So, because the working was part of the grading, I would literally stay up night after night, at the end of each grading period, filling in all the gaps in my folio and working through fictional attempts at different techniques, so it looked like I’d done all this extra work to get to where I ended up! Gosh, it’s amazing to think back and see how the education system expects everyone to create in the same way. I’m so glad I don’t have to do that anymore!  


5. A coloured acrylic painting of various daisy flowers with peach, pink and light blue layers beneath them.


8. You’re not alone there! I think there were plenty of students (me) who did that too haha. Who are your creative cheerleaders?

I’m lucky enough to have quite a few! My family are huge supporters - particularly my mum and dad, sister, brother, sister-in-law and nephews. They’re always interested in the latest things I’m working on and love finding me new opportunities, helping with the business side of things and giving me feedback. I have some close personal friends both in and out of the art world who have come with me on this journey, like my besties Ali and Alex and Kimberley Russell (Art) who have been a close personal friend for at least 15 years - she’s an excellent confidant and trouble shooter - and Beck Ng from Fabric Drawer (who I actually took art with in secondary school!), who has directed me to some great opportunities and given me some wonderful advice.

I made new art friends on social media during the pandemic who have become great friends in real life, and been so generous with their time, knowledge and support, particularly Danielle Monique and Deb McNaughton, who invited me to her participate in her open studio event last year which was a wonderful experience and huge success.

My dear friend and creative powerhouse Wade Kingsley (from The Ideas Business) and his family are always finding new ways for us to work together which I am beyond grateful for. I also have to mention the committee and members of Melbourne and Victorian Artists Collective (MAVA), who have supported me greatly since I started sharing my work online, and the team at In.cube8r (Melbourne Central and Fitzroy), particularly Elle-May Michaels, who is a brilliant creative mentor and friend.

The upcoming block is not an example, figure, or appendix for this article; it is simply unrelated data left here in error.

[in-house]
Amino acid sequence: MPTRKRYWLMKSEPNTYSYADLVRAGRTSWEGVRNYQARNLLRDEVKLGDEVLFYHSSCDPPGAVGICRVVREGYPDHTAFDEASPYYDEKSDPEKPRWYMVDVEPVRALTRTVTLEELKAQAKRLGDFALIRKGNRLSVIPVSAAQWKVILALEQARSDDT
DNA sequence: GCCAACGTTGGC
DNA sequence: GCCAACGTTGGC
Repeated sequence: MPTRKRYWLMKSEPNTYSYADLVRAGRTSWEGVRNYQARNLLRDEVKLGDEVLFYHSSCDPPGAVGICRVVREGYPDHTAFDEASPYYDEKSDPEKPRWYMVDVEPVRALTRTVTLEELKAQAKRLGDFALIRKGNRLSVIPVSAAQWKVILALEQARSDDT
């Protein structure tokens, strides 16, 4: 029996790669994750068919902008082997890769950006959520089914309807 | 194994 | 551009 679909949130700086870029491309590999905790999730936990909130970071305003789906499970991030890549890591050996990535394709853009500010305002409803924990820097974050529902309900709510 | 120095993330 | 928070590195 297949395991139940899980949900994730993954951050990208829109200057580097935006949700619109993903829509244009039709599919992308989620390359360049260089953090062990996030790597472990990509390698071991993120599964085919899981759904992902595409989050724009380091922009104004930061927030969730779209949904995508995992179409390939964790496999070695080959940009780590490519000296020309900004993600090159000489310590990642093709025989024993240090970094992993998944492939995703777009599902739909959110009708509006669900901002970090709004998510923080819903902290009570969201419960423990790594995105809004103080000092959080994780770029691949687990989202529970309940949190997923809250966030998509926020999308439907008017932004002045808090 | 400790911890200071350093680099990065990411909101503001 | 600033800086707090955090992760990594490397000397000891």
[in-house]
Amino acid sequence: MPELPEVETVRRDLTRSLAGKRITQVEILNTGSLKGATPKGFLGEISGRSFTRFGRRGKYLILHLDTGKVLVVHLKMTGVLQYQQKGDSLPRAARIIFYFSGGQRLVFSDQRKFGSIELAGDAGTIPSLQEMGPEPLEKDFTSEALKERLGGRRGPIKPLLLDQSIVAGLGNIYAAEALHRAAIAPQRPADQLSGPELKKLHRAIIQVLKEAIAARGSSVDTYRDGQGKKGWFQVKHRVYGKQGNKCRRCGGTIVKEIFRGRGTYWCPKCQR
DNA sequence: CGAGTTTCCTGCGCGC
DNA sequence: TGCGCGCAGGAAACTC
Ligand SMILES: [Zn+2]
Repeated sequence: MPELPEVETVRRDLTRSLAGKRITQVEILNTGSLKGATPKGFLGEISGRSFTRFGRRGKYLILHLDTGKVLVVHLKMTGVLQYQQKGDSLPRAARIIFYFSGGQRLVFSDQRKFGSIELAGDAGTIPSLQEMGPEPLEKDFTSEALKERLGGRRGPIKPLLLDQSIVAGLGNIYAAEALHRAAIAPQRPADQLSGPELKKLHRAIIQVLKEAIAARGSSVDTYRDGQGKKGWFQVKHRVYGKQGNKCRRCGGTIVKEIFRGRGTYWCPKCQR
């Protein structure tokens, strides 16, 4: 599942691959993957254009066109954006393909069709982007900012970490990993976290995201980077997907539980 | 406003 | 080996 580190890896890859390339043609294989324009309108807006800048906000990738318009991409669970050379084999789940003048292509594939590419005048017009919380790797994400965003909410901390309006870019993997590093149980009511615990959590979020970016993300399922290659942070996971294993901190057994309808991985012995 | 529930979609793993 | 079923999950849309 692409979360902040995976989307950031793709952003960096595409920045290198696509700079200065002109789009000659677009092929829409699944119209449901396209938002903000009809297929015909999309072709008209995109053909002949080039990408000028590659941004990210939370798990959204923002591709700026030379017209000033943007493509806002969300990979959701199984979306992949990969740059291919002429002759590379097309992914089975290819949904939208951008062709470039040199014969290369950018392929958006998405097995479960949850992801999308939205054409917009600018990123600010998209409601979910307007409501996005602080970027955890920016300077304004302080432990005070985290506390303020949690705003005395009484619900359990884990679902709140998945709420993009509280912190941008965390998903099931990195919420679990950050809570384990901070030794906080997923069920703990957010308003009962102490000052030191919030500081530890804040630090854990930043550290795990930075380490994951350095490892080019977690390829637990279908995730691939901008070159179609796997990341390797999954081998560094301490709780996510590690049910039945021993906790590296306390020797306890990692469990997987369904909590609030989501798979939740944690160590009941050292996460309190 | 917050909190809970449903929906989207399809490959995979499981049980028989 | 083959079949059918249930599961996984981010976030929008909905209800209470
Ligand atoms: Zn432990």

6. Claire holding a pink skateboard with 90's style pained decals painted on it.


9. Yes, we love Deb too! What are you “too old to do” but still enjoy doing?

NOTHING. I reject the concept of being too old for anything! I’m turning 40 this year and I’m still running around in pink overalls, going to pop concerts, making new friends, wearing glittery makeup, eating fruit tingles, playing video games and making a mess. You are never too old to do what makes you happy, EVER.

10. What 3 art supplies would you take to the moon?

What a big question! To the moon specifically…number one would be a tonne of colourful yarn - can you just imagine giant pom poms in all those craters?! Number two is acrylic paints, particularly Dimension Acrylics (because there is sooooo much you can do with them) and paint pens, because it’s all in the details, and number three would be biodegradable glitter, because we care about the environment, but even the moon could do with a little extra sparkle!


7. A rainbow painted canvas with a silver cresent moon and star painted on top.

11. When was the last time you got creative goosebumps?

When I visited OnShore studios in Rosebud recently and saw the latest works by Sarah Morrow, Baden Croft and Liam Waldie. They are all such different artists, but I find their work so mesmerising, in particular Sarah’s use of colour and organic shapes, and the way Baden utilises texture and creates contrast in his subject matter. I could spend hours there just standing in front of their work or talking to them about their creative process.

I think as an artist, it’s so important to allow yourself to be moved by other artist’s work - it’s easy to get bogged down with comparison-itis when you see other people’s work on social media, but when you see it in person, it really brings home how different we all are and how much we each have to offer the world.

You can read more about Claire Monique Taylor’s art here or discover more of our featured artists.

We hope that you feel inspired by Claire’s creative journey too. Show us what you create and #montmarteart or tag us @montmarteart on Instagram or Facebook, we’d love to see it!